- marking each label with pitch marks to denote the beginning and ending of each label,
- detecting the pitch marks of the first label by the pitch mark sensor;
- transmitting a signal from the pitch mark sensor to the PLC Controller to move a first RFID tag towards the first label for embedding;
- embedding the first RFID tag onto the first label to form the first RFID label;
- moving the first RFID label forward towards the bar code printer and driver roller for printing and encoding,
- moving a second label forward to the pitch mark sensor;
- detecting the pitch marks of the second label by the pitch mark sensor,
- transmitting a signal from the pitch mark sensor to the PLC Controller to cause the RFID tag dispenser to issue a RFID tag,
- causing a second RFID tag to move towards the second label for embedding,
and so on until the RFID tags are all embedded onto the labels and information encoded and printed onto the RFID labels.
BRIEF DESCRIPTION OF THE DRAWINGS
Preferably, the method includes the use of a second sensor, the second sensor being a RFID dispensing sensor.
For a better understanding of the invention, its advantages, and the objects attained by its use, reference should now be made to the accompanying drawings. The accompanying drawings illustrate one or more embodiments of the invention and together with the description herein, serve to explain the workings and principles of the invention.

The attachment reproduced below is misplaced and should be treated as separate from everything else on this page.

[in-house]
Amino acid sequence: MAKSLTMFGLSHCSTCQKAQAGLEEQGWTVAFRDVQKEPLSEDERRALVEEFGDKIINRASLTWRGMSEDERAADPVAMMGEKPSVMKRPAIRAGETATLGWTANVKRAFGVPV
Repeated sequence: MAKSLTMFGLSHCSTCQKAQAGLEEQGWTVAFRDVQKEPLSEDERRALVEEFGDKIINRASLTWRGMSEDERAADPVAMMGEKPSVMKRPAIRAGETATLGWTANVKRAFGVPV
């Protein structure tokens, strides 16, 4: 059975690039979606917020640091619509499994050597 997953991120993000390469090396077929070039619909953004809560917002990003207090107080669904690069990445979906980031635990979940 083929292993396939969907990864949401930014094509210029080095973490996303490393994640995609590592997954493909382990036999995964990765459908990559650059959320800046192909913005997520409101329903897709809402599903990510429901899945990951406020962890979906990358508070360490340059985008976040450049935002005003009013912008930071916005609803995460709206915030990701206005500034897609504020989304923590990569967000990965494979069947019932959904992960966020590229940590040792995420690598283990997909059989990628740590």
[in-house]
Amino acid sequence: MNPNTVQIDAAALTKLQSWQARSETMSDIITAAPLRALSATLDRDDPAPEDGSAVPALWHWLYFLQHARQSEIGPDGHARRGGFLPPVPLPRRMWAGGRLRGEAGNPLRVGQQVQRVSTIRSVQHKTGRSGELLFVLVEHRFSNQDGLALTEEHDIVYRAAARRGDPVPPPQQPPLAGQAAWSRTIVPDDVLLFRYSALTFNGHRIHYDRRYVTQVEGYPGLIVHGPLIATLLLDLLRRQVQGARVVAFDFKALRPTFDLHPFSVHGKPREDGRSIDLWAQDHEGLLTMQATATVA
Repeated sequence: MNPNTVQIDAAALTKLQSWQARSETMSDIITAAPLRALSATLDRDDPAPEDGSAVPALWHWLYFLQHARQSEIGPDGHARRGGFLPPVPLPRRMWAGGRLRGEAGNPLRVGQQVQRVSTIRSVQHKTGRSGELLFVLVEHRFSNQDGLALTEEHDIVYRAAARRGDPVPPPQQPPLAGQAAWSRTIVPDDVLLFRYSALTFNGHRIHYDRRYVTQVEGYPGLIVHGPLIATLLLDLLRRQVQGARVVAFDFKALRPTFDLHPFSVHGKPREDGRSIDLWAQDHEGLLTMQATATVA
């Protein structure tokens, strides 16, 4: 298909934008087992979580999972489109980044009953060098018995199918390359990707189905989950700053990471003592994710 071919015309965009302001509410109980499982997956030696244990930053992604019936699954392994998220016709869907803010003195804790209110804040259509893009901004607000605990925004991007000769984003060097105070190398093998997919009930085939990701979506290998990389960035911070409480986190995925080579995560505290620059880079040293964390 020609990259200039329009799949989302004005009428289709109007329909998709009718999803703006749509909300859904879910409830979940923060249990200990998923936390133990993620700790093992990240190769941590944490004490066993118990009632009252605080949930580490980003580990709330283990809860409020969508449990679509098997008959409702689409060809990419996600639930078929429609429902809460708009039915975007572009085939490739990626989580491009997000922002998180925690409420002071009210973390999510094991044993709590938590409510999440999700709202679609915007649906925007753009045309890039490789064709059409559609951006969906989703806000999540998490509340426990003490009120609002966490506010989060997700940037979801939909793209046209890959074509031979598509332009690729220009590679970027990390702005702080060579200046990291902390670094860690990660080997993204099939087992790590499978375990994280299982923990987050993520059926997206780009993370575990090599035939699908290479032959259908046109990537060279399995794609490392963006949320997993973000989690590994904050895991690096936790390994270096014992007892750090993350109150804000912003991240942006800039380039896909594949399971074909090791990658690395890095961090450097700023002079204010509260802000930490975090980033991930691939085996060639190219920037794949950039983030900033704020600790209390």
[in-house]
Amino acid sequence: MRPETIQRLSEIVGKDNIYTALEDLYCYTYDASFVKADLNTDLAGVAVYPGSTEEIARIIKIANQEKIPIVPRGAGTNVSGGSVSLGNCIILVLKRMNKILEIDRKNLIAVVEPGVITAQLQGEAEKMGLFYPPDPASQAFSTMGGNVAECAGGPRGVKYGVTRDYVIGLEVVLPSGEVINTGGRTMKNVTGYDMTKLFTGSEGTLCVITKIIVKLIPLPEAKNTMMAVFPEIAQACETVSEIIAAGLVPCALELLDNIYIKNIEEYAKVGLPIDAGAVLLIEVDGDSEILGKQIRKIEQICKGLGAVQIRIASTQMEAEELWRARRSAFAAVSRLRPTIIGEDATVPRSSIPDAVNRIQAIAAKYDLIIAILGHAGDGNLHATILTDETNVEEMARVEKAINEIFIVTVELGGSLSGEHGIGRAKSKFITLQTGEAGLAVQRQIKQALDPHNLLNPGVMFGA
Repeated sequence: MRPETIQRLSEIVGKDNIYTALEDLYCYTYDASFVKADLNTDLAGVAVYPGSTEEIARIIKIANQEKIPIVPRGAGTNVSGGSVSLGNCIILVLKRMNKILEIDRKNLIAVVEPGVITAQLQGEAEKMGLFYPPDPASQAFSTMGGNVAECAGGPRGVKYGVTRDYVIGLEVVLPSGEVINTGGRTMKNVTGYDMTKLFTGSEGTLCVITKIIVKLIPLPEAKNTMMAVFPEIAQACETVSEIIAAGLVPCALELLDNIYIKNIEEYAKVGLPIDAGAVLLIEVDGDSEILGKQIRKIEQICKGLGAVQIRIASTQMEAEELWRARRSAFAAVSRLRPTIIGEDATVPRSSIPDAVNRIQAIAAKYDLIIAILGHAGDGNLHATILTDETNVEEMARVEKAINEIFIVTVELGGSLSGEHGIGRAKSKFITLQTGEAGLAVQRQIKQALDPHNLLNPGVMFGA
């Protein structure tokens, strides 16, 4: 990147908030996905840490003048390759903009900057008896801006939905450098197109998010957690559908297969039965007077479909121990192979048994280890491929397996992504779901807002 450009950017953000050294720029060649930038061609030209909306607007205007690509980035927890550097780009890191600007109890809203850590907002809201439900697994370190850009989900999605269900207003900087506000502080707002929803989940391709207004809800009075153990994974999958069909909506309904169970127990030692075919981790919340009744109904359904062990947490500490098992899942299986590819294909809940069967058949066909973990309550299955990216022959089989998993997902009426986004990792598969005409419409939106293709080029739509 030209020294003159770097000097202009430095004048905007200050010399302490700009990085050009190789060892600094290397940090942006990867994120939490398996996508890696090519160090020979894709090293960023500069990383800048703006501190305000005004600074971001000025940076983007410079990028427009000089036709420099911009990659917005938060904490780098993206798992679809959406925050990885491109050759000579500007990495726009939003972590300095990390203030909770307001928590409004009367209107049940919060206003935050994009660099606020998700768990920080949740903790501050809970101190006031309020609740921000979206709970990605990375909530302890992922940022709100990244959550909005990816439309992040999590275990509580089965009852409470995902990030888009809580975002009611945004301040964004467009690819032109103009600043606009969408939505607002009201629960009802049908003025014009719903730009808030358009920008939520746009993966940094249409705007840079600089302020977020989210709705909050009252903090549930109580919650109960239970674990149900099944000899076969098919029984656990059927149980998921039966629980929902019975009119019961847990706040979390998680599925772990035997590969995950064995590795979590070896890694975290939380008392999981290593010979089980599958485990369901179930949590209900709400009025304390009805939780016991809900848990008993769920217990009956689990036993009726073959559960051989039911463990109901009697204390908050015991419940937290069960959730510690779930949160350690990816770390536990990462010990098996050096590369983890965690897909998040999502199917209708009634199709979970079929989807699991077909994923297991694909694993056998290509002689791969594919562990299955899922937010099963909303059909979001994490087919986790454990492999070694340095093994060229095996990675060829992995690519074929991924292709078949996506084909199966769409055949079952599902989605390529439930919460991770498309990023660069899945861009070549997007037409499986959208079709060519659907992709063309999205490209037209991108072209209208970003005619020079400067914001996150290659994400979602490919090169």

FIG. 1 is a diagram of an embodiment of a system using the batch process to convert RFID tags to RFID labels, as described in this invention.
FIG. 2 is a diagram of the approximate position of the RFID tag embedded within a RFID label, which is shown in three different sizes, as shown in FIG. 2(A) and FIG. 2(B) and FIG. 2(C).
FIG. 3 is a diagram of the commencement of the batch process to convert RFID tags to RFID labels, as described by this invention.
FIG. 4 is a diagram of an intermediate stage of the batch process to convert RFID tags to RFID labels, as described by this invention.
BEST MODE FOR CARRYING OUT THE INVENTION
FIG. 5 is a diagram of the final stage of batch the process to convert RFID tags to RFID labels, as described by this invention.
The inventors having studied the problems associated with batch conversion of RFID tags to RFID labels have proposed using sensors to detect the exact location for the embedding of a RFID tag onto a label and using sensors to control the speed of movement of RFID tags and liner.
shows the type of equipment used in the batch process for convert RFID tag to RFID label, and which can be described as follows: